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Oil Minister Gets Court Injunction Against Chartered Jets Probe
The House of Representatives said on Monday, that a Federal High Court order is delaying the investigation of the alleged N10 billion spent on chartered aircrafts by Nigeria’s Minister of Petroleum Resources, Diezani Alison-Madueke.
“The nature of the court order is simple. They are just restraining us from carrying out our own investigation. I don’t know what they are afraid of that they have gone to court,” said the chairman of the committee on Public Accounts, Solomon Olamilekan.
The House on March 27th, 2014 ordered the committee to investigate the minister’s alleged use of state funds to charter private jets for her personal use.
The committee in turn had asked the minister to within one week submit a written presentation stating all she knows about the transactions for the chartered private jets, whether or not she was entitled by her portfolio to charter private jets for private use and whether or not she has breached public service rules by her actions.
It also sought to know the source of funding for such high taste and other necessary information that would assist it in getting to the root of the matter.
The committee also sought explanations from the group managing director of the Nigeria National Petroleum Corporation, NNPC, Andrew Yakubu, the Evergreen Aviation Terminal and Vista Jet International as well as the Authorities of the Federal Aviation Authority of Nigeria, FAAN and the Nigerian Civil Aviation Authority, NCAA.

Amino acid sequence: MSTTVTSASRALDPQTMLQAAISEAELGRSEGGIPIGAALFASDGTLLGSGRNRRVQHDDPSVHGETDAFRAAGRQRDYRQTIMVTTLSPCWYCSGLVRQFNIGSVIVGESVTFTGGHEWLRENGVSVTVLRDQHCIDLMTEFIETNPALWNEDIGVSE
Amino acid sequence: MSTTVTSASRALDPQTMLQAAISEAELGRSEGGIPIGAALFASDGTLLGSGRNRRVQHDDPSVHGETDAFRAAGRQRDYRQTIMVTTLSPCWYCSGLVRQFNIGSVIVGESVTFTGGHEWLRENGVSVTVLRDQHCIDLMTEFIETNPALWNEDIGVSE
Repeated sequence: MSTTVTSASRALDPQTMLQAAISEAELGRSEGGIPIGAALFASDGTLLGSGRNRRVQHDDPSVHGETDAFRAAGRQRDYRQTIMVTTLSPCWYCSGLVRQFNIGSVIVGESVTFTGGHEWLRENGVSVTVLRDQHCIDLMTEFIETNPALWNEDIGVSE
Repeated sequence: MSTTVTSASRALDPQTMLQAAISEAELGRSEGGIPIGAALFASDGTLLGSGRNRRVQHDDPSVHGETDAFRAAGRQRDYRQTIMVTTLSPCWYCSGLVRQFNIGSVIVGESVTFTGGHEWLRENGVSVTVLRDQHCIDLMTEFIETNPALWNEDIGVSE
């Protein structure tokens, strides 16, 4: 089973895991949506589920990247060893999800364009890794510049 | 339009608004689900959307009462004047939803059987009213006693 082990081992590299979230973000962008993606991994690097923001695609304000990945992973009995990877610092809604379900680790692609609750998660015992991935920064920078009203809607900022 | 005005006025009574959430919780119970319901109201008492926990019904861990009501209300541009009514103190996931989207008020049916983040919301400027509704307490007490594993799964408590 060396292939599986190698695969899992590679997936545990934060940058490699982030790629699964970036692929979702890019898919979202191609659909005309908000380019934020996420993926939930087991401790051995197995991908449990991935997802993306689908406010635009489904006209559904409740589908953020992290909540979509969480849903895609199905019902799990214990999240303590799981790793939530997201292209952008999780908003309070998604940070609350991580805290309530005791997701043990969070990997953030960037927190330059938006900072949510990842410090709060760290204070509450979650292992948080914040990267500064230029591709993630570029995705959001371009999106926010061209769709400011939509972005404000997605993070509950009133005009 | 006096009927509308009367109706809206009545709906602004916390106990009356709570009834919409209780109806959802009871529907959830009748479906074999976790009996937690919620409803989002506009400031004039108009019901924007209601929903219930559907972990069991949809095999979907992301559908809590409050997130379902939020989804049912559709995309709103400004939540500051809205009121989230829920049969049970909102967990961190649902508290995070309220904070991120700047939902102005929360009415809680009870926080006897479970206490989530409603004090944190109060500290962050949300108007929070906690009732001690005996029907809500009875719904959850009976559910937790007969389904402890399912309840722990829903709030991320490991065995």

It also requested the concerned private jet operators to make available copies of the contract agreements between them and the NNPC from 2011 till date; including all the flight schedules, the passengers’ manifests from the 2011 till date and the amount of money paid to them during the period under review.
Olamilekan said the committee had received responses from other groups involved in the investigation including Vistajet International and Executive Jet Hangar and that the only responses being awaited by the committee are those from the ministry of petroleum, the NNPC, NCAA, and FAAN.
Spokesperson for the NNPC, Ohi Alegbe, said Monday that the injunction was not unusual.
“There is nothing strange about it. There is a precedence,” he said.
The House of Representatives however, said it will study the order and decide on a response.
“As a law abiding arm of government, we will tarry a while and of course take a legal opinion as far as issues are concerned,” said Zakary Mohammed, a spokesperson for the House.
It is therefore unclear when the probe will commence.